Once you realize that what you are seeing is best described as coincidence, it's easy to go from deist to atheist. The patterns of harm seen in other religions start to apply to all religions once you aren't treating any religions preferentially, and so I went from merely anti-Islamic to anti-theistic... Islam is still the most disgusting religion, but the others still go up on the chart
  2. Saul
    Yesterday 11:16 PM
    You can't really go off of what a few people claim. It's not a question that's easy to ask - imagine asking why people are Christians. I bet you wouldn't even get the correct answer from an honest person regarding their own belief. The way I look at it is in the array of possible reasons to believe in something. Even if they believe for the wrong reasons but there is a valid reason to believe, then it is a defensible position. If I don't see any possible reasons to believe, then I assert that it's an irrational position.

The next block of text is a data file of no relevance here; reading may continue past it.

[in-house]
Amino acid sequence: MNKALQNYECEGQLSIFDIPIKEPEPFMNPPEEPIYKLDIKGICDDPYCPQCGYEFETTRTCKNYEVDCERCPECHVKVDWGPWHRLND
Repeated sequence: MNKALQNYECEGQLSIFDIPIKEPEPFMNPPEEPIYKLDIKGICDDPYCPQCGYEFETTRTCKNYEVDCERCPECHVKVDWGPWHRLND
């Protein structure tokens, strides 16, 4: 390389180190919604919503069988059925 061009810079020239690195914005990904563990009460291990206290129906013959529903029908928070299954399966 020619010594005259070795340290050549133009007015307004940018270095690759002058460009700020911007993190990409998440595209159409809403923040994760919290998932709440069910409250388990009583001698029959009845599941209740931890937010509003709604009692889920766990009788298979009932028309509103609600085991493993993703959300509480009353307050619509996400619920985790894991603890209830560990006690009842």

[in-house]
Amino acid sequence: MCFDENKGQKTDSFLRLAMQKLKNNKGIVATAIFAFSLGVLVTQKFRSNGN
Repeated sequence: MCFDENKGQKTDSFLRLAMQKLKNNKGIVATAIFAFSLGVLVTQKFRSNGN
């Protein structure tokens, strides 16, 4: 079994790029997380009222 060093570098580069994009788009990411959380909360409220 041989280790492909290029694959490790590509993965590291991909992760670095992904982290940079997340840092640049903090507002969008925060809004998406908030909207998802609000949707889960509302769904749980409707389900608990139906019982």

I do think that a lot of people leave religions and become deists before they become atheists, though I am not suggesting deism is simply the path to atheism, it was the path for me. It's hard to say though - I don't think I can ever say I was a Christian, since while sometimes I felt watched out for I never felt that something could 'hear' my prayers. So I think the best description for me would have been as a deist - I believed there was _something_ there to explain life, even if it had no contact with us.